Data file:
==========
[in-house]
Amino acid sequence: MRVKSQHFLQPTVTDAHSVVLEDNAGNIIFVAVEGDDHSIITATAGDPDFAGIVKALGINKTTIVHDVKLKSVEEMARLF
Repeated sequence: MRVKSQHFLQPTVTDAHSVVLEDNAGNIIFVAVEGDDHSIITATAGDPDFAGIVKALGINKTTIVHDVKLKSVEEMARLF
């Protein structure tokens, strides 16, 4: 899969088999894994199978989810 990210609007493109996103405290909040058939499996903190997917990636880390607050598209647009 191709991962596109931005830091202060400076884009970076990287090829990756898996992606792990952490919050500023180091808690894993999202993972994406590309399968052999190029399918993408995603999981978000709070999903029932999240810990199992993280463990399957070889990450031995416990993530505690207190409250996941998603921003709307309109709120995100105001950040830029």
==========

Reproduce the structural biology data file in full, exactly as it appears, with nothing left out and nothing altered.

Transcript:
[in-house]
Amino acid sequence: MRVKSQHFLQPTVTDAHSVVLEDNAGNIIFVAVEGDDHSIITATAGDPDFAGIVKALGINKTTIVHDVKLKSVEEMARLF
Repeated sequence: MRVKSQHFLQPTVTDAHSVVLEDNAGNIIFVAVEGDDHSIITATAGDPDFAGIVKALGINKTTIVHDVKLKSVEEMARLF
């Protein structure tokens, strides 16, 4: 899969088999894994199978989810 990210609007493109996103405290909040058939499996903190997917990636880390607050598209647009 191709991962596109931005830091202060400076884009970076990287090829990756898996992606792990952490919050500023180091808690894993999202993972994406590309399968052999190029399918993408995603999981978000709070999903029932999240810990199992993280463990399957070889990450031995416990993530505690207190409250996941998603921003709307309109709120995100105001950040830029």